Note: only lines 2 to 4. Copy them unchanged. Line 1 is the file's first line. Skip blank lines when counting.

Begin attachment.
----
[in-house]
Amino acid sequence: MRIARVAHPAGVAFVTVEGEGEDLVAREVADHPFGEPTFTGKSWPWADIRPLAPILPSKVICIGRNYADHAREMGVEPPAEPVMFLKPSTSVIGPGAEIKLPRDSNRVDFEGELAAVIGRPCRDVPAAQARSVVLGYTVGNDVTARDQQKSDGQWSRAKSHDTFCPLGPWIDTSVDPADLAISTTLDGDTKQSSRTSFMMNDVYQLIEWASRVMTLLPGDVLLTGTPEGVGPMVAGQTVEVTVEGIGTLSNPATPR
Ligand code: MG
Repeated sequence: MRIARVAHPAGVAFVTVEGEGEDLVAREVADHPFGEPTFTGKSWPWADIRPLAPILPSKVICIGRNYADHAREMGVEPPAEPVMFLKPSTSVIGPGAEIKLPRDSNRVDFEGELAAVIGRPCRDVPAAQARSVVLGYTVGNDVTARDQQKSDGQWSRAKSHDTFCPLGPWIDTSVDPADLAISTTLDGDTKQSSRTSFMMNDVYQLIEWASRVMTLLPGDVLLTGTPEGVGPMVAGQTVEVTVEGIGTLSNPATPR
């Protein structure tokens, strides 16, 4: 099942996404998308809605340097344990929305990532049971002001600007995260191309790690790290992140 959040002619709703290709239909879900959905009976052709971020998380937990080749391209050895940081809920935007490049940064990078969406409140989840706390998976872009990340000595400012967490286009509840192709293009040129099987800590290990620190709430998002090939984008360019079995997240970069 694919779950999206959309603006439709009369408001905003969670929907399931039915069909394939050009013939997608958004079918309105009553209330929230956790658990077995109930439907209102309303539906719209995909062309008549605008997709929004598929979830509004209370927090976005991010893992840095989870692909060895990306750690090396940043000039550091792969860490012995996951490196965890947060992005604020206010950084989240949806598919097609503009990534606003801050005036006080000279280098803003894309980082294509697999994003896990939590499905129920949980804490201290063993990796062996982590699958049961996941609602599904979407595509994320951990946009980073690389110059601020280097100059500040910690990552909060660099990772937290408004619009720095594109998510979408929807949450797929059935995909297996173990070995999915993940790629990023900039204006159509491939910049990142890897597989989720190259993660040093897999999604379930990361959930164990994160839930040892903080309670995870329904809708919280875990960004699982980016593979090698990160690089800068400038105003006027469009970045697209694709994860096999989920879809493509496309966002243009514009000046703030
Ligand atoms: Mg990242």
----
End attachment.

Amino acid sequence: MRIARVAHPAGVAFVTVEGEGEDLVAREVADHPFGEPTFTGKSWPWADIRPLAPILPSKVICIGRNYADHAREMGVEPPAEPVMFLKPSTSVIGPGAEIKLPRDSNRVDFEGELAAVIGRPCRDVPAAQARSVVLGYTVGNDVTARDQQKSDGQWSRAKSHDTFCPLGPWIDTSVDPADLAISTTLDGDTKQSSRTSFMMNDVYQLIEWASRVMTLLPGDVLLTGTPEGVGPMVAGQTVEVTVEGIGTLSNPATPR
Ligand code: MG
Repeated sequence: MRIARVAHPAGVAFVTVEGEGEDLVAREVADHPFGEPTFTGKSWPWADIRPLAPILPSKVICIGRNYADHAREMGVEPPAEPVMFLKPSTSVIGPGAEIKLPRDSNRVDFEGELAAVIGRPCRDVPAAQARSVVLGYTVGNDVTARDQQKSDGQWSRAKSHDTFCPLGPWIDTSVDPADLAISTTLDGDTKQSSRTSFMMNDVYQLIEWASRVMTLLPGDVLLTGTPEGVGPMVAGQTVEVTVEGIGTLSNPATPR